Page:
Demonstrating our Concept
Demonstrating our Concept
The purpose of this demonstrate page is to demonstrate that our project’s concept of an antimicrobial bandage containing a drop mechanism and a polysaccharide material, in this case cellulose (Figure 1). These are condensed results to prove our project. To read further about our other various and more detailed results below, please visit our results page and to further read about our biobricks please visit our parts page.
About our Project - Novosite
The base of our project is to reduce the need for systemically administered antibiotics. Attaching antimicrobial agents in the form of peptides and enzymes to a bandage treats the wounds locally and avoids a systemic antibiotic dose. For this, a carbohydrate binding domain (CBD) was used to bind our antimicrobial fusion protein to a cellulose bandage. Due to the CBD’s various binding capacities it can also be bound to future candidates, such as chitinosan, alginate and cotton. However, when researching the currently used bandages in wound care we came across a study performed by the Burn Care Center (BRIVA) in which they concluded that cellulose was just as effective as silver bandages, it was also reported to reduce patient's pain scoring . By meeting with and integrating BRIVA in our project we continued to discuss with them the different aspects of cellulose. During one visit, we were allowed to watch an operation in which the bacterial cellulose Epiprotect®2117 (S2Medical) cellulose bandage was used. We also spoke to staff and patients of BRIVA and learned that when changing wound dressings the dressings tended to stick to the wound in later stages, causing pain. This was further strengthened in our interview with Lasse Gustavsson, a survivor of a burn trauma. BRIVA also provided us with Epiprotect®2117 which we used in multiple experiments. We also talked to the Center for Disaster Medicine and Traumatology (KMC), currently testing the same Epiprotect®2117 cellulose bandage. Further on, we payed a visit to the production company S2Medical and met with their COO, Mårten Skog.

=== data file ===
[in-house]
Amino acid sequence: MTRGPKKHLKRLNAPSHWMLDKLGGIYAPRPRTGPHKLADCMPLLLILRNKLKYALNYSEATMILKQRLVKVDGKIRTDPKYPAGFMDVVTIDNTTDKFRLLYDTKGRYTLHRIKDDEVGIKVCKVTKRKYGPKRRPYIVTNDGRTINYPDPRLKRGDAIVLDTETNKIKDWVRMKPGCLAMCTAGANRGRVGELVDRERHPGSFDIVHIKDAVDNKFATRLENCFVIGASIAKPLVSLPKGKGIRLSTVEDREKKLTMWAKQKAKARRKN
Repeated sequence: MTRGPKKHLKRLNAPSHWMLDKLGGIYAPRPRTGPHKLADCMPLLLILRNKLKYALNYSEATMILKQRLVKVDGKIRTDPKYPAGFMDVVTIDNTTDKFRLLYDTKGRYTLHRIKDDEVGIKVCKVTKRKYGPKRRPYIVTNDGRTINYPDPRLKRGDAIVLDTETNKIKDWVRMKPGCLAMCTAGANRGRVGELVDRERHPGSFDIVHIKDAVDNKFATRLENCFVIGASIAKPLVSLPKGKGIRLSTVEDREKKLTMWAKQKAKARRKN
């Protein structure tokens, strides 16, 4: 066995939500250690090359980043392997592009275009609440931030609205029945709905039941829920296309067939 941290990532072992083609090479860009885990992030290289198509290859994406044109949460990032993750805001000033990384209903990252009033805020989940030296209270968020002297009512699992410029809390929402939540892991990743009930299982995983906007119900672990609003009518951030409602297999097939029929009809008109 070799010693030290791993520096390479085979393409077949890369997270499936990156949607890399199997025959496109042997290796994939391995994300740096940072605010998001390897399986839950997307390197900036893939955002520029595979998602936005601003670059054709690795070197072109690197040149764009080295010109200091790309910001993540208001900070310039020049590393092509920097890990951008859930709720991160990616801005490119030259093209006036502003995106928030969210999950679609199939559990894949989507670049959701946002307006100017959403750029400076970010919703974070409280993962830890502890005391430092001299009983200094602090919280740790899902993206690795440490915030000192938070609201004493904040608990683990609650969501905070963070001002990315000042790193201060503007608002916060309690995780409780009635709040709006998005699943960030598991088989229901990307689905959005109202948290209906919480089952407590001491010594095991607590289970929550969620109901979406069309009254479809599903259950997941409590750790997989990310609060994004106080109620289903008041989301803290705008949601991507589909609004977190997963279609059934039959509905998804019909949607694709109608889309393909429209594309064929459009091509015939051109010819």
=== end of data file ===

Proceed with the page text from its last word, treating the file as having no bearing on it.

After meetings with BRIVA and KMC we realized that bacteria were prominent deep in the wounds. By incorporating a thrombin cleavage site in our construct, the agents could be released, thereby increasing their activity and helping them reach microorganisms in different depths of the wound. Thrombin can be given via recombinant sources or from the patient's own blood. The antimicrobial agents would then reduce the need for antibiotics and fight off antibiotic resistant strains of bacteria. Our chosen agents were based on the discussions with our community sources.
Figure 1. Mechanism of action for Novosite. The CBDcipA-fusion protein is attached to a polysaccaride material. By adding thrombin the fusion protein will be cleaved and the C-terminal fusion protein will be released into the solution. By changing the fusion protein to an antimicrobial peptide/enzyme and using the material as a bandage, the peptide/enzyme can be released into a wound by thrombin cleavage.
Expression of antimicrobial agents
Expression of antimicrobial agents in bacteria is a big hurdle we aimed to overcome. Expression of these types of proteins is difficult due to their toxic effect on the bacteria. By analyzing previous iGEM teams which have used CBDs for various reasons (Imperial 2014, Edinburgh 2015 and Ecuador 2018) together with scientific articles we realized that the use of a hydrophilic domain, such as a CBD, reduced the agent’s toxicity . By choosing to use a CBD, we could also use the CBDs binding capacities. We could bind our agents to a polysaccharide material not only for purification purposes but also in order to create a bandage. The CBD would therefore act both as an anchor to retain the agents from harming the chassis, as well as a binding domain for purification and binding of the agents to the cellulose bandage.